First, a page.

What Does The National Association of Realtors Settlement Mean?

To sum this up succinctly is not possible.  The case is complicated as are the requirements coming out of it.  There hasn’t been just one case. There have been many class action lawsuits over the past few years against NAR claiming that the association rules allow for the overpayment of commissions by the seller given that the commission is paid by the seller at closing.

In reality this is not true.  While it is true that the commission for both the buyer and seller agents come from the sellers side of the equation, the seller would not be able to pay this unless the buyer bought the home.  In reality, the buyer is paying their fair share of the commission but it doesn’t feel like they are.

It is more complicated than this because different states have different rules.  In North Carolina, commissions are handled in the listing agreement, so we have always had commission discussions with our sellers.  We also always get signed Buyer Agency Agreements and discuss compensation.

Here are the important points from the settlement.

  • First, sellers can choose to offer a commission to the buyer’s agent or not.
  • Second, offers of compensation can no longer be put into the multiple listing system (MLS).
  • Third, if a seller does not offer compensation to a buyer’s agent, the buyer will need to pay for the service.  Buyers can ask sellers for closing costs to cover the payment to their buyer agent.  (As an aside, not to make this too complicated but Veterans, based on the VA guidelines, specifically cannot pay a commission and have to get it from the seller.  This could put people wanting to use their VA credit at a disadvantage until the VA guidelines change).

  Now, let’s unpack what all of this means.

What is missing from much of this discussion is what will happen with home prices.  We price homes based on previous sales, called Comparables, all of which have had a full commission built into them.

It is unclear if the sellers in the Class Action Lawsuit think that moving forward home prices should be based on the full sales price of the Comps.  If that is the case, sellers would get the part of the commission that would have gone to the buyers agent.  Buyers would be paying for a commission twice, by paying a higher price for the house and paying for their agent, if they choose to have one.

If a seller chooses not to compensate a buyers agent, what do you think should happen with list prices?  Should buyers pay twice?

Buyer Representation is very important and it is not going to go away.  Buyer agents work incredibly hard for their clients.  For a detailed description of what buyer agents do throughout the home buying process, see my video, “What Do Buyer Agents Really Do.

The new rule that we can not put information about commissions in the MLS is huge.  Now, before an agent shows a property, they will need to contact the listing agent to know what to communicate to their buyer client about compensation.  Multiply this by the number of houses we show in a day.  This adds to all of the work we already do to prepare for showings, including evaluating all of the information about the property and running numbers so we can be prepared to discuss pricing on each and every house we show.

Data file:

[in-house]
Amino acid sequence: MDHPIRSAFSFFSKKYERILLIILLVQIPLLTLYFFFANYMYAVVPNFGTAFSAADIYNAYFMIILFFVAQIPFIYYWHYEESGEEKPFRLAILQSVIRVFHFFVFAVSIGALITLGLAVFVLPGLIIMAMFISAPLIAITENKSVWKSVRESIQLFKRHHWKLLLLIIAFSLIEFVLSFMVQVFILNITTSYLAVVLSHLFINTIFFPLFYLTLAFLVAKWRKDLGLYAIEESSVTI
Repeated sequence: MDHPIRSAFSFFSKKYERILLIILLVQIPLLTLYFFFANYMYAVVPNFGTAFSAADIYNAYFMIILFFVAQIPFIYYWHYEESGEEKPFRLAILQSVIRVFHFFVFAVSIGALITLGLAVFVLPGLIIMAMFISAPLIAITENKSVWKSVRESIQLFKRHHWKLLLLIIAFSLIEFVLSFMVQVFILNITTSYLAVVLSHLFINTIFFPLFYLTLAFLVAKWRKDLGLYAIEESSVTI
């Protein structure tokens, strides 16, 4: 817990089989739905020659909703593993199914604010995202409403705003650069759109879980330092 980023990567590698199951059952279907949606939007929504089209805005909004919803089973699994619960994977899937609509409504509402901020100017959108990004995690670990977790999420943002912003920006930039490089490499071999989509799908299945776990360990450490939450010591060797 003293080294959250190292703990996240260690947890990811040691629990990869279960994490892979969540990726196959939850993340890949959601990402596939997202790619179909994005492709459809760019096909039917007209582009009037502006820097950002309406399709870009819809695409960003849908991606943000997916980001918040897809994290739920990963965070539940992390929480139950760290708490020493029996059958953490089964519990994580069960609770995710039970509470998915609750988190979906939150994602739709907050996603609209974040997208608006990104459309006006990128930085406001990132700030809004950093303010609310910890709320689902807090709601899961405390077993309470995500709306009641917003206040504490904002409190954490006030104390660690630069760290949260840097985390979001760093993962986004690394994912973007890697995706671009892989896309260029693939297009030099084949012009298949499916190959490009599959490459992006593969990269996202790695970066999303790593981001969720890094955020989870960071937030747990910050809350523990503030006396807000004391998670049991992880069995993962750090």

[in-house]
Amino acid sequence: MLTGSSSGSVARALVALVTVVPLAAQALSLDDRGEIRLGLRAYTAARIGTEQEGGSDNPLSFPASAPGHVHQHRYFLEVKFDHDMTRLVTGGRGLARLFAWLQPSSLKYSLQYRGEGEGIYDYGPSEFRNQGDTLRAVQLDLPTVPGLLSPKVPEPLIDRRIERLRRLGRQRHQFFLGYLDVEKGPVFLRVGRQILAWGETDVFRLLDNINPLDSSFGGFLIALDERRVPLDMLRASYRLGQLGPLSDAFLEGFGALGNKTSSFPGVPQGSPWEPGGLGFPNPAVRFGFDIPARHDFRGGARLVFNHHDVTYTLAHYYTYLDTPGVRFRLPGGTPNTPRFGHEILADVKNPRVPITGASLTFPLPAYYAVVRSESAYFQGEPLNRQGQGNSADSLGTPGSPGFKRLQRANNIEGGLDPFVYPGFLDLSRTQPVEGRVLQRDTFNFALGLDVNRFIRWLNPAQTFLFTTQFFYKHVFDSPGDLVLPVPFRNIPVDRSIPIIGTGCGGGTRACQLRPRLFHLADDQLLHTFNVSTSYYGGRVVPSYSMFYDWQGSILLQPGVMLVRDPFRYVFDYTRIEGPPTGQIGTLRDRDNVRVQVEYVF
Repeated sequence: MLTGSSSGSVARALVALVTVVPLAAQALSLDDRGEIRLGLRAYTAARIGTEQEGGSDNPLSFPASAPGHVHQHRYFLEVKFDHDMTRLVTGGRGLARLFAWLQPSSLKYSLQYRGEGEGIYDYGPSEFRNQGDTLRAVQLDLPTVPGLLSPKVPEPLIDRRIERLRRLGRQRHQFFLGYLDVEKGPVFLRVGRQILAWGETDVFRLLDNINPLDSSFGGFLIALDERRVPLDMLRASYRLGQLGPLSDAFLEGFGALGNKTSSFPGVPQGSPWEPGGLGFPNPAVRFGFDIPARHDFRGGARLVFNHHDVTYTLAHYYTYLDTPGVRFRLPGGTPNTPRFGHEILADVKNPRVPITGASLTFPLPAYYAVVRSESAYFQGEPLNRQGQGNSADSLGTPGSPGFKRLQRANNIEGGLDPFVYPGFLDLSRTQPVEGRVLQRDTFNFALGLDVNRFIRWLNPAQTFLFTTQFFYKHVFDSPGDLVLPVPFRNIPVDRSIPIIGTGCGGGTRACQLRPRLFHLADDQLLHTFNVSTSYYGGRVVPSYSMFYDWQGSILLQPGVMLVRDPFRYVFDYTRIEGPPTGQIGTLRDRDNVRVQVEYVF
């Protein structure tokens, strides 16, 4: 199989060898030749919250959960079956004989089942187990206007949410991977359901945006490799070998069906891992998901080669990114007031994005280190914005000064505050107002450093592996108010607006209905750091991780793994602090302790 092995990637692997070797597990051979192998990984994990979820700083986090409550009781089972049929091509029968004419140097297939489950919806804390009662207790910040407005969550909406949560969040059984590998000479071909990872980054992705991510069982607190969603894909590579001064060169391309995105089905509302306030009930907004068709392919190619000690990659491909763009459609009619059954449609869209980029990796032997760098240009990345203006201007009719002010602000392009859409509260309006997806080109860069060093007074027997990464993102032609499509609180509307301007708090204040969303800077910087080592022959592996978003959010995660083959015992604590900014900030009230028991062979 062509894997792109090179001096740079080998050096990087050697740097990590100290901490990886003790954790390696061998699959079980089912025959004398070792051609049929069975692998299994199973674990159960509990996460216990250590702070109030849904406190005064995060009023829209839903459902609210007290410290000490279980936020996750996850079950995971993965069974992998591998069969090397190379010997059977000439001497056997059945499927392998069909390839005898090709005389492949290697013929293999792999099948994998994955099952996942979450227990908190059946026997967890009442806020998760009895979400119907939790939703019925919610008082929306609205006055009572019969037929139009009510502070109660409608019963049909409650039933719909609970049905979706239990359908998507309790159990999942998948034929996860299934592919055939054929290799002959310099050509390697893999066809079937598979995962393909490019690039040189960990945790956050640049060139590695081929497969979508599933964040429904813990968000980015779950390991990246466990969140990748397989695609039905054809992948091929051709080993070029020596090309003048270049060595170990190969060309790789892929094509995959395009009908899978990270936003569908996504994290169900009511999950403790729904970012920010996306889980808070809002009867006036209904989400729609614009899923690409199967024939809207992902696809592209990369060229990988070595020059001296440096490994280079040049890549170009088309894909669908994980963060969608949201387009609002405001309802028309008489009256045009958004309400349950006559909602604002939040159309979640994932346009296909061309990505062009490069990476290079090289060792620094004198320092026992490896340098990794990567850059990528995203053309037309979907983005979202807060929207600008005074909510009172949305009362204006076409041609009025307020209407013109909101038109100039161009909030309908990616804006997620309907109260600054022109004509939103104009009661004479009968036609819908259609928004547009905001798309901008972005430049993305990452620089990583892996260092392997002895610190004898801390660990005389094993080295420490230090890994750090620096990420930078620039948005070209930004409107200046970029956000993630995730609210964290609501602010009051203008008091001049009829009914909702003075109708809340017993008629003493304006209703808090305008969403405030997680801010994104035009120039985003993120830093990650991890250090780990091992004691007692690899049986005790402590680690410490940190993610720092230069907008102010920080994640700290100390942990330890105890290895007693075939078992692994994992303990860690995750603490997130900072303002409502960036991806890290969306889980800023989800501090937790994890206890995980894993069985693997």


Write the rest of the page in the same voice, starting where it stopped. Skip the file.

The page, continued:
Think about the impact on listing agents.  Listing agents will be bombarded with phone calls or text messages asking whether the seller is paying a commission or not.  This information can be someplace else but where will it be and how will that be communicated to agents if it can not be done through our primary means of communication, the MLS.

To make this more complex, there will be those buyers who think they don’t need a buyers agent.  They are going to be calling the listing agent too.  How can one listing agent handle this increased pressure when we are running a business and have multiple listings and multiple buyers we are working with at any given time.

If buyers want to go directly to the listing agent it is not going to be free and they won’t get the  type of expert analysis and guidance they would get from having their own buyers agent.  

Moving forward, every agent and/or company will come up with different payment options for buyer agents.  These could include a commission paid at closing, either by the seller or buyer; a flat fee; or possibly a retainer fee and subsequent hourly rate.

It will be even more important than ever for buyers to interview buyer agents and hire the best qualified person to analyze, advocate, and negotiate on your behalf.  As buyer agents it is our job to get you what you want and get the best deal possible.  I am proud to report that I recently negotiated an excellent price on a home for a client and got them a $36,000 repair credit.  This does happen!  Sometimes in this crazy competitive landscape the best we can do is get  you the house!  We do that too!

Starting July 2024, the real estate landscape is going to change a lot.  If you have questions about how to navigate these changes as a buyer or a seller, don’t hesitate to reach out to me at [email protected] or 919-759-6359.